Two things are on my mind. One is this old article that I’ve frequently talked about. I was going to quote excerpts but, oh, just read it. It isn’t that long. The upshot: People and organizations have needs and how you’ll be received is approximately proportional to how they think you will meet said needs.
Of course, in professional settings, it is “what do you bring to your organization/team?” vs “how much trouble are you?” In personal settings, it can be something as simple as “how do you make others feel” or, rather, how do others feel around you? Are you uplifting? Do you help others feel better about themselves? Do they enjoy your company?
And yes, accomplishments matter; people are attracted to success.
And, well, you are in trouble if you end up extracting more from others than they get from you.
That brings me to the short “Meal Ticket” from the Ballad of Buster Scruggs. You can see a discussion of that short here.
Spoiler alert: the upshot is that the short is about a travelling showman who goes to rustic frontier towns in the 19’th century US. It is cold; the towns are rustic, and the people hard. The main act is a legless, armless orator who recites famous poetry, speeches and playlines, while lit by candlelight on a stage. That is the act.
Over time, the audiences dwindle and give less and less money and the showman gets depressed. He then notices a livelier competing show; it is a chicken that can supposedly solve arithmetic problems. People shout out, say, “2 +7” and the chicken pecks the pan with a 9 on it.
The showman wants to take over the act, so he pays, for him, a lot of money for that chicken.
So, now the armless, legless orator, the showman and the chicken are travelling together…and the showman decides the orator has exhausted his usefullness…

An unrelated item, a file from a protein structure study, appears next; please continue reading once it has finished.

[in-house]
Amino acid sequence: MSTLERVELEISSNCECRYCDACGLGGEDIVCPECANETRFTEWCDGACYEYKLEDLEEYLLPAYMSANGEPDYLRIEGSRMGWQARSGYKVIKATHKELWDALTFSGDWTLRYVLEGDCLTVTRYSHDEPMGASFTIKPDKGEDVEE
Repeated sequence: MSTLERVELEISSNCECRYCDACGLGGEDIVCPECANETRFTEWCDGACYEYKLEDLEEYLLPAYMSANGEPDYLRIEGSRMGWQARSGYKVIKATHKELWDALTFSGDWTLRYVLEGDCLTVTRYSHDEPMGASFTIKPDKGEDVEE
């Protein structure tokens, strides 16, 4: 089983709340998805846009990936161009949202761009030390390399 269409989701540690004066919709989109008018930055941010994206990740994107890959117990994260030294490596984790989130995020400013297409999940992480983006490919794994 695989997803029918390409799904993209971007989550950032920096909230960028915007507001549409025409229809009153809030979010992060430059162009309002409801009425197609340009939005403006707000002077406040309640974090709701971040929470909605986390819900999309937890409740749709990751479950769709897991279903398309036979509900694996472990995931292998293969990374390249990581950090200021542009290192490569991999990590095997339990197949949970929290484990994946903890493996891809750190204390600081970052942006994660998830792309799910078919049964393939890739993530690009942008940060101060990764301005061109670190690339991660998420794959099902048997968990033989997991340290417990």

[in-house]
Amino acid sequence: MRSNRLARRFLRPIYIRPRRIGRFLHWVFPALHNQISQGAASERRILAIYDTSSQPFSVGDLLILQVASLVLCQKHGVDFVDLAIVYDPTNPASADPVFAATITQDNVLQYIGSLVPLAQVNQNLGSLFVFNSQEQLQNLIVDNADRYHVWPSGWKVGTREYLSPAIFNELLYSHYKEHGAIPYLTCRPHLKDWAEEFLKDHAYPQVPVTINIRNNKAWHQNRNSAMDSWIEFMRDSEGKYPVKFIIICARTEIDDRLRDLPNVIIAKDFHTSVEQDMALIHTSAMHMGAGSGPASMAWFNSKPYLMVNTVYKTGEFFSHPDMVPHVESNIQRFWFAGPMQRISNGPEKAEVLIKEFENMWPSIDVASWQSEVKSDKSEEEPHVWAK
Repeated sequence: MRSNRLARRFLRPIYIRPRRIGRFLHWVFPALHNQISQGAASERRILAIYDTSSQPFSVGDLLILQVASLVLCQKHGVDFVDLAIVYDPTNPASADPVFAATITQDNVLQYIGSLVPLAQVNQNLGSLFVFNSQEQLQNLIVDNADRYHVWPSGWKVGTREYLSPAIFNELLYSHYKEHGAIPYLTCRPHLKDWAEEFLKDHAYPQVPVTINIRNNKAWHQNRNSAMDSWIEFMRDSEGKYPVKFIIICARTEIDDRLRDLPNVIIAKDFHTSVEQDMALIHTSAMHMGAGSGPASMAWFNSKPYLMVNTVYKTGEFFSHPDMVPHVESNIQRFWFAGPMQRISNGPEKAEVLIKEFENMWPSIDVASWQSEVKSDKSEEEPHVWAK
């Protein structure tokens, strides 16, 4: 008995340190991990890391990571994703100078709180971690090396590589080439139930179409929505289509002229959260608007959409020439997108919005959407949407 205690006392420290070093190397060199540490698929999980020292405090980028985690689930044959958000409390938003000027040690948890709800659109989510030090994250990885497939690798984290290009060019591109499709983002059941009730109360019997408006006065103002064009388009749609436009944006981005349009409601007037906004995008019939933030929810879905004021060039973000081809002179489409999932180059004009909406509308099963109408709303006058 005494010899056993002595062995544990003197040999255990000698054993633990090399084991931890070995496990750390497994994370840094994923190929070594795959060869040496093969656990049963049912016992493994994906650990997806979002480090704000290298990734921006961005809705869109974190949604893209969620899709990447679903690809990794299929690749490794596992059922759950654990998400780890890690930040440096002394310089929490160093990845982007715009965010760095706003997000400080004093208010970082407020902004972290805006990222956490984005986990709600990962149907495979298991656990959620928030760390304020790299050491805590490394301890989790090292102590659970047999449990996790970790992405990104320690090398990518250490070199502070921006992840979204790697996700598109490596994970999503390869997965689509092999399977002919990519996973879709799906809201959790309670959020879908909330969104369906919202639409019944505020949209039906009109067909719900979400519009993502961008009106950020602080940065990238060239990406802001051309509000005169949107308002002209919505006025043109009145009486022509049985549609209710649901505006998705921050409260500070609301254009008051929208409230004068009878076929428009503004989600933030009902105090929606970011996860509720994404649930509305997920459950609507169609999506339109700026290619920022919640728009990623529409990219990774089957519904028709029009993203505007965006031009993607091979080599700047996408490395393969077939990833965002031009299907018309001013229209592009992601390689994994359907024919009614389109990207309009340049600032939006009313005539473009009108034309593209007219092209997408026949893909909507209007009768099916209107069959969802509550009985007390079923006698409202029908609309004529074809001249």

Yes, very dark indeed. But note: that chicken cannot do math; the showman thinks that the chicken can do math! Follow the above link to see the secret. I admit that when I saw the film for the first time, I thought part of the story was a supernatural chicken…but then…why would the owner sell it?
But the larger point: the orator’s physical neediness was tolerated and accepted (yes, there is a bathroom scene) so long as his orations brought in money. When it stopped…well…you get the drift.
And that leads to another point of mine: on social media, people are always clamoring to “make noise”, “not take it” or about “that is NOT ok”. But: unless said people have something that others want, be it money, position to take action, or a position and ability to lead actual action, they are just making noise and will be tuned out.
Humans are transactional and people need to be given a reason to listen to you. Of course, there is a very dark side to this too.